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Bill Sherman

Bill Sherman is a Books editor for Blogcritics. With his lovely wife Rebecca Fox, he has co-authored a light-hearted fat acceptance romance entitled Measure By Measure.

The Dead Zone

Season Two of U.S.A.'s big summer hit begins - in January!

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Working for the Man

The title to J.L. Roberson’s benefit comics anthology, Working for the Man (Unbound, $9.95), recalls Roy Orbison’s classic song of working class resentment & ambition, but its purposes are considerably more altruistic. Collected to raise funds for a comic book creator who has recently fallen on dire times, the anthology …

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Hate Annual #3

The note at the top of Hate Annual #3 (Fantagraphics) asserts that this latest entry from the mind & pen of Peter Bagge is the “Special Boring Mundane, Middle-Aged, Middle-Class Issue.” I’d take issue with the boring & mundane part, but the rest seems right on the money. Always neat …

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What’s Beyond the Sky: Taken – Week Two

So Week Two of Stephen Spielberg’s Taken has drawn to its close w./ one more innocent willingly entering one more unidentified flying object: twenty hours to get to a conclusion it took Close Encounters two-hours-plus-change to reach. From a storytelling standpoint, the second half was more fully realized than its …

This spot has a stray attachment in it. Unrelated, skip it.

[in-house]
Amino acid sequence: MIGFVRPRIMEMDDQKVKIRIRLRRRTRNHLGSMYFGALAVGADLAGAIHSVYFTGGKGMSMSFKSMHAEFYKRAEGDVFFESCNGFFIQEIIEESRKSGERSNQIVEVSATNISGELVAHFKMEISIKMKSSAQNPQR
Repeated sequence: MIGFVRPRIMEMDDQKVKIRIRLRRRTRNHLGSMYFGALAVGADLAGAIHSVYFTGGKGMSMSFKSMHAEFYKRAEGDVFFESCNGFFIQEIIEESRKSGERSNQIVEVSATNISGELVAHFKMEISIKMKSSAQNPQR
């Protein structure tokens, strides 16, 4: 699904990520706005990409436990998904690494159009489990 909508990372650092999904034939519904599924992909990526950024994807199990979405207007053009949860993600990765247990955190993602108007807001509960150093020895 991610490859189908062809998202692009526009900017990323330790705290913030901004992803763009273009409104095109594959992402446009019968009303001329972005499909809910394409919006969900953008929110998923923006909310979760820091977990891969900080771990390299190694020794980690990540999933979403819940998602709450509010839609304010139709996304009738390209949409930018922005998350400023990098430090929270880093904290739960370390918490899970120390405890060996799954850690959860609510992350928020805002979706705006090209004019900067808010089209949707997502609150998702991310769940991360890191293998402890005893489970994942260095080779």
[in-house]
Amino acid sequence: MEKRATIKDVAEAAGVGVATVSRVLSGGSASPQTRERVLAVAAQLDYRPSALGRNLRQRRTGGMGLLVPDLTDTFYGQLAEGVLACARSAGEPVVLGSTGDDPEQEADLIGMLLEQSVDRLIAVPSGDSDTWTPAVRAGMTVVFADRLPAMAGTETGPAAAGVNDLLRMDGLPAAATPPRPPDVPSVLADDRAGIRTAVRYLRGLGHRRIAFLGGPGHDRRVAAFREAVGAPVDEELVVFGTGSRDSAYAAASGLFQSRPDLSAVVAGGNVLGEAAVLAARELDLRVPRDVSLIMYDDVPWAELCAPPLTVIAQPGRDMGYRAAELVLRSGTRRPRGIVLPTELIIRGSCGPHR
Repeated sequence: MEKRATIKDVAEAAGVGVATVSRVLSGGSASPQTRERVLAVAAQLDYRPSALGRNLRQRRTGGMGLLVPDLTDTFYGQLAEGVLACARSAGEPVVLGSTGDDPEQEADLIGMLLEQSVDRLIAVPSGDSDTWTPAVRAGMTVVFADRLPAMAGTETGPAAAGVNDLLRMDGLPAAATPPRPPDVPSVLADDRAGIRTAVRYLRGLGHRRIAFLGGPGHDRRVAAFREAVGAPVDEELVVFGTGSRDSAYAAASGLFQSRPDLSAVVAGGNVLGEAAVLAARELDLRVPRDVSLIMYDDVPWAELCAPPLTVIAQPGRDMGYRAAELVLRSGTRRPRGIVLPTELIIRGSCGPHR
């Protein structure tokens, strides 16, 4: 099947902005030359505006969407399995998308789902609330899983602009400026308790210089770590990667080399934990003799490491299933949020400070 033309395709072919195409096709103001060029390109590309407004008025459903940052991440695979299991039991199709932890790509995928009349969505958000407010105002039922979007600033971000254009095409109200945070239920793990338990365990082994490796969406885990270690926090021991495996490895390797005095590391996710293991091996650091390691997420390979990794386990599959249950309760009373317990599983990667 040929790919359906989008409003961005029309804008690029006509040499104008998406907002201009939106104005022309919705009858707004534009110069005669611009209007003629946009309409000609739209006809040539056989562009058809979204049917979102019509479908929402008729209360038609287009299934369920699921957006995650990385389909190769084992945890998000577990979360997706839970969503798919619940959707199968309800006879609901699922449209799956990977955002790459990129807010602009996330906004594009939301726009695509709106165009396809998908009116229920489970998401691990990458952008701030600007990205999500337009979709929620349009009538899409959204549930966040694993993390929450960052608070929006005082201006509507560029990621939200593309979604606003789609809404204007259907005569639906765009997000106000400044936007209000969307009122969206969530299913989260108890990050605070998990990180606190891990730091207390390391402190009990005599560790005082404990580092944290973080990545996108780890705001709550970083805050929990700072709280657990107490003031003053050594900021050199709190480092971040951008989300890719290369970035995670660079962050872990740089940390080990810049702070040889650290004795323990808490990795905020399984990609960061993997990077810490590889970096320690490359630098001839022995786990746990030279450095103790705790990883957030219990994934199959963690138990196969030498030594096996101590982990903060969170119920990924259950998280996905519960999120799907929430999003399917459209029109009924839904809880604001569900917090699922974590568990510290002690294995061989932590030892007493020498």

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Love and Rockets #6

This week when I saw the cover to Love and Rockets, vol. 2, #6 (Fantagraphics) on the racks of our local comics shoppe I immediately felt a fannish glow. Most of us have artists or musicians who do this to us: just the sight of fresh work by ’em lifts …

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The Amazing Adventures of Kavalier & Clay

The most recent Comics Journal (#248) has a sharp column by R.C. Harvey on Michael Chabon’s Pulitzer-winning novel about the early years of the comic book industry, The Amazing Adventures of Kavalier & Clay (Picador USA). In it, comics scholar Harvey basically fact-checks Chabon’s book – which focuses on the …

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Waiting for the U-Foes – Taken: Week One

Halfway into the ten-part Taken, Spielberg’s mini-series has established a herky-jerky rhythm: ten minutes of rotely written soap opera followed by ten of good ol’ Muldery paranoia followed by scenes of melodramatic villainy that would probably be called “comic book” by a viewer less appreciative of well-realized comics wickedness. Moving …

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